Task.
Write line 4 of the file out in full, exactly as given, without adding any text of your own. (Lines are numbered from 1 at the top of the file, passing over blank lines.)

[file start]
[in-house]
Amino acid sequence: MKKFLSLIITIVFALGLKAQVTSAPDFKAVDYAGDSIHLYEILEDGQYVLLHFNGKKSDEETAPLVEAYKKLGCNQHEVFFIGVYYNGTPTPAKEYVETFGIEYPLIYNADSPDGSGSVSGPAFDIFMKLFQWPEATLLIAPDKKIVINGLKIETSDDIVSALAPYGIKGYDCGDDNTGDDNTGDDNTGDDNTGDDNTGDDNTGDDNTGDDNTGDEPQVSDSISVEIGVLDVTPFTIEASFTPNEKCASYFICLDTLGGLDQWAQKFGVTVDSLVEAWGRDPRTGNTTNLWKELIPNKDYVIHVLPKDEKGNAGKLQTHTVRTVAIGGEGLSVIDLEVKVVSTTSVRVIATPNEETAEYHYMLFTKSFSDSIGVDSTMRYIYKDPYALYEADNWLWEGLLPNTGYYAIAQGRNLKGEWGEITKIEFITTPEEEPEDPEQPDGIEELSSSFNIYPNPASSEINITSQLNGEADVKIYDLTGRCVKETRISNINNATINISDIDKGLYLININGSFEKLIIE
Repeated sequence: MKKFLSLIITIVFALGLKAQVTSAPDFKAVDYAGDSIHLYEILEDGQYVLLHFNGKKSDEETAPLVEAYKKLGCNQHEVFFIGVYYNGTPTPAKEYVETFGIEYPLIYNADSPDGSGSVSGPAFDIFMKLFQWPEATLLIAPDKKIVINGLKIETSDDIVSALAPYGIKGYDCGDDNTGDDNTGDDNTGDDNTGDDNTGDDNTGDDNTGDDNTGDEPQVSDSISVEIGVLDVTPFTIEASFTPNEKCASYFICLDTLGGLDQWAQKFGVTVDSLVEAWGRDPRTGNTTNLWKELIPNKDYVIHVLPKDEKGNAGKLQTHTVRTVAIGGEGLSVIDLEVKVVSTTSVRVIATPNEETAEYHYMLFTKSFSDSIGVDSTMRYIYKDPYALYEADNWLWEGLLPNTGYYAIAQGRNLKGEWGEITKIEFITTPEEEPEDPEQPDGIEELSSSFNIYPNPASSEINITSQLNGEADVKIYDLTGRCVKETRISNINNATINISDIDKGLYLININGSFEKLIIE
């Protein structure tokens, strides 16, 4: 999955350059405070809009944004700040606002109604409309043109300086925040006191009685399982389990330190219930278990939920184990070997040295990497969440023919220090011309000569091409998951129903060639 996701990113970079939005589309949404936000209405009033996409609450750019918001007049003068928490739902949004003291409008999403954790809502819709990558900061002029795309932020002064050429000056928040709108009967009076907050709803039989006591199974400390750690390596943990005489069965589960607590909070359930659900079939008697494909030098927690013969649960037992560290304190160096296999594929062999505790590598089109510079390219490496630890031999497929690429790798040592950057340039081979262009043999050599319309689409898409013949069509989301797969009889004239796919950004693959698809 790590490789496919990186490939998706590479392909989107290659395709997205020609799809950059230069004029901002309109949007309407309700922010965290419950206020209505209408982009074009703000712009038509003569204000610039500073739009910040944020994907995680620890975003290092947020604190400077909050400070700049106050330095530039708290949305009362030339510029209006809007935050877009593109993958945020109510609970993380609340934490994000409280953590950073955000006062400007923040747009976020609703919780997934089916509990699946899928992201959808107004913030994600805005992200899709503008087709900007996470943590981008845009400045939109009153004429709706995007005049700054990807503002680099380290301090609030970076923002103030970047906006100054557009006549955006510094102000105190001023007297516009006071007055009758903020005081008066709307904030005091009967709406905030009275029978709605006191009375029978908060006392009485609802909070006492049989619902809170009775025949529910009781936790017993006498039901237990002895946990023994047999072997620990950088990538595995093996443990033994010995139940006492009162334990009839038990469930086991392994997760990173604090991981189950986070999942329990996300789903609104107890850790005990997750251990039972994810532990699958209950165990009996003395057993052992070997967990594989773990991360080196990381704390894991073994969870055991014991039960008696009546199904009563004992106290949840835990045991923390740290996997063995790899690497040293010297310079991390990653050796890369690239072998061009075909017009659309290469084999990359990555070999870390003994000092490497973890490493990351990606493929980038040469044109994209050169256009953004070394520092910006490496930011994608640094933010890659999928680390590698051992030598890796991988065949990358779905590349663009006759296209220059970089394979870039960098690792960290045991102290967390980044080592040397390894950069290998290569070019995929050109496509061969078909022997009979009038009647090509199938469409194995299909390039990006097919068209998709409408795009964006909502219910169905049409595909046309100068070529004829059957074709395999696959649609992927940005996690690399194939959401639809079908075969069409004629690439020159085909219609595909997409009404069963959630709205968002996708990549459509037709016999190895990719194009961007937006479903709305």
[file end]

């Protein structure tokens, strides 16, 4: 999955350059405070809009944004700040606002109604409309043109300086925040006191009685399982389990330190219930278990939920184990070997040295990497969440023919220090011309000569091409998951129903060639 996701990113970079939005589309949404936000209405009033996409609450750019918001007049003068928490739902949004003291409008999403954790809502819709990558900061002029795309932020002064050429000056928040709108009967009076907050709803039989006591199974400390750690390596943990005489069965589960607590909070359930659900079939008697494909030098927690013969649960037992560290304190160096296999594929062999505790590598089109510079390219490496630890031999497929690429790798040592950057340039081979262009043999050599319309689409898409013949069509989301797969009889004239796919950004693959698809 790590490789496919990186490939998706590479392909989107290659395709997205020609799809950059230069004029901002309109949007309407309700922010965290419950206020209505209408982009074009703000712009038509003569204000610039500073739009910040944020994907995680620890975003290092947020604190400077909050400070700049106050330095530039708290949305009362030339510029209006809007935050877009593109993958945020109510609970993380609340934490994000409280953590950073955000006062400007923040747009976020609703919780997934089916509990699946899928992201959808107004913030994600805005992200899709503008087709900007996470943590981008845009400045939109009153004429709706995007005049700054990807503002680099380290301090609030970076923002103030970047906006100054557009006549955006510094102000105190001023007297516009006071007055009758903020005081008066709307904030005091009967709406905030009275029978709605006191009375029978908060006392009485609802909070006492049989619902809170009775025949529910009781936790017993006498039901237990002895946990023994047999072997620990950088990538595995093996443990033994010995139940006492009162334990009839038990469930086991392994997760990173604090991981189950986070999942329990996300789903609104107890850790005990997750251990039972994810532990699958209950165990009996003395057993052992070997967990594989773990991360080196990381704390894991073994969870055991014991039960008696009546199904009563004992106290949840835990045991923390740290996997063995790899690497040293010297310079991390990653050796890369690239072998061009075909017009659309290469084999990359990555070999870390003994000092490497973890490493990351990606493929980038040469044109994209050169256009953004070394520092910006490496930011994608640094933010890659999928680390590698051992030598890796991988065949990358779905590349663009006759296209220059970089394979870039960098690792960290045991102290967390980044080592040397390894950069290998290569070019995929050109496509061969078909022997009979009038009647090509199938469409194995299909390039990006097919068209998709409408795009964006909502219910169905049409595909046309100068070529004829059957074709395999696959649609992927940005996690690399194939959401639809079908075969069409004629690439020159085909219609595909997409009404069963959630709205968002996708990549459509037709016999190895990719194009961007937006479903709305």